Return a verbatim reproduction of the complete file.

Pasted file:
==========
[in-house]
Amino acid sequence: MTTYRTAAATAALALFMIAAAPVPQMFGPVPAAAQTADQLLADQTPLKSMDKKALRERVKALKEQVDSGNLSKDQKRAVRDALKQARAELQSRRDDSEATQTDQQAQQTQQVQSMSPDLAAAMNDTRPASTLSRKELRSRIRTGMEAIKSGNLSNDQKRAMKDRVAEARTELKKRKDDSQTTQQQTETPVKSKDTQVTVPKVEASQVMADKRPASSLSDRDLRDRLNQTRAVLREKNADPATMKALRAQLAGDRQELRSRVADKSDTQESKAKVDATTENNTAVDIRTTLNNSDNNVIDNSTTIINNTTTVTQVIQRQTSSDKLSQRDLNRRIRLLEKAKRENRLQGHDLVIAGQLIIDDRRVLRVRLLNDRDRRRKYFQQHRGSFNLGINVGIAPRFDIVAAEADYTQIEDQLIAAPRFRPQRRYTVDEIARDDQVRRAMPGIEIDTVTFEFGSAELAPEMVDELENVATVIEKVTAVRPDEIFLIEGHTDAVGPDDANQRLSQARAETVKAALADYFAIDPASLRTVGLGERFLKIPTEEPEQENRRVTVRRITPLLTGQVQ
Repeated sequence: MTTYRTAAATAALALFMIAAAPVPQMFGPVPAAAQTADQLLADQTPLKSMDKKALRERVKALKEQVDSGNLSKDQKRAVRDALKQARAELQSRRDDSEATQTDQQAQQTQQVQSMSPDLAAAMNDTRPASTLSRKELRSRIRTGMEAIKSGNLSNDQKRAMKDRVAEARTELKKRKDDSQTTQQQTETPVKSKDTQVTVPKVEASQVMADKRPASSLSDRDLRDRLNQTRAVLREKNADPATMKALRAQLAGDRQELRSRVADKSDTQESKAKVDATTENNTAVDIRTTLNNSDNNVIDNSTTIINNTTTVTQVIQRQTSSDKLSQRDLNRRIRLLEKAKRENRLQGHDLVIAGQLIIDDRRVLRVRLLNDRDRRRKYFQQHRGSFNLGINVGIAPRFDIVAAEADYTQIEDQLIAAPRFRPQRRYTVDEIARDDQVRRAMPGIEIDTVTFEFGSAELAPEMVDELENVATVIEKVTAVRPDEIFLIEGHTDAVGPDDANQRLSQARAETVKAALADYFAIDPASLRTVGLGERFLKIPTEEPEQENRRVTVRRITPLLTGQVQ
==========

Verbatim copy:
[in-house]
Amino acid sequence: MTTYRTAAATAALALFMIAAAPVPQMFGPVPAAAQTADQLLADQTPLKSMDKKALRERVKALKEQVDSGNLSKDQKRAVRDALKQARAELQSRRDDSEATQTDQQAQQTQQVQSMSPDLAAAMNDTRPASTLSRKELRSRIRTGMEAIKSGNLSNDQKRAMKDRVAEARTELKKRKDDSQTTQQQTETPVKSKDTQVTVPKVEASQVMADKRPASSLSDRDLRDRLNQTRAVLREKNADPATMKALRAQLAGDRQELRSRVADKSDTQESKAKVDATTENNTAVDIRTTLNNSDNNVIDNSTTIINNTTTVTQVIQRQTSSDKLSQRDLNRRIRLLEKAKRENRLQGHDLVIAGQLIIDDRRVLRVRLLNDRDRRRKYFQQHRGSFNLGINVGIAPRFDIVAAEADYTQIEDQLIAAPRFRPQRRYTVDEIARDDQVRRAMPGIEIDTVTFEFGSAELAPEMVDELENVATVIEKVTAVRPDEIFLIEGHTDAVGPDDANQRLSQARAETVKAALADYFAIDPASLRTVGLGERFLKIPTEEPEQENRRVTVRRITPLLTGQVQ
Repeated sequence: MTTYRTAAATAALALFMIAAAPVPQMFGPVPAAAQTADQLLADQTPLKSMDKKALRERVKALKEQVDSGNLSKDQKRAVRDALKQARAELQSRRDDSEATQTDQQAQQTQQVQSMSPDLAAAMNDTRPASTLSRKELRSRIRTGMEAIKSGNLSNDQKRAMKDRVAEARTELKKRKDDSQTTQQQTETPVKSKDTQVTVPKVEASQVMADKRPASSLSDRDLRDRLNQTRAVLREKNADPATMKALRAQLAGDRQELRSRVADKSDTQESKAKVDATTENNTAVDIRTTLNNSDNNVIDNSTTIINNTTTVTQVIQRQTSSDKLSQRDLNRRIRLLEKAKRENRLQGHDLVIAGQLIIDDRRVLRVRLLNDRDRRRKYFQQHRGSFNLGINVGIAPRFDIVAAEADYTQIEDQLIAAPRFRPQRRYTVDEIARDDQVRRAMPGIEIDTVTFEFGSAELAPEMVDELENVATVIEKVTAVRPDEIFLIEGHTDAVGPDDANQRLSQARAETVKAALADYFAIDPASLRTVGLGERFLKIPTEEPEQENRRVTVRRITPLLTGQVQ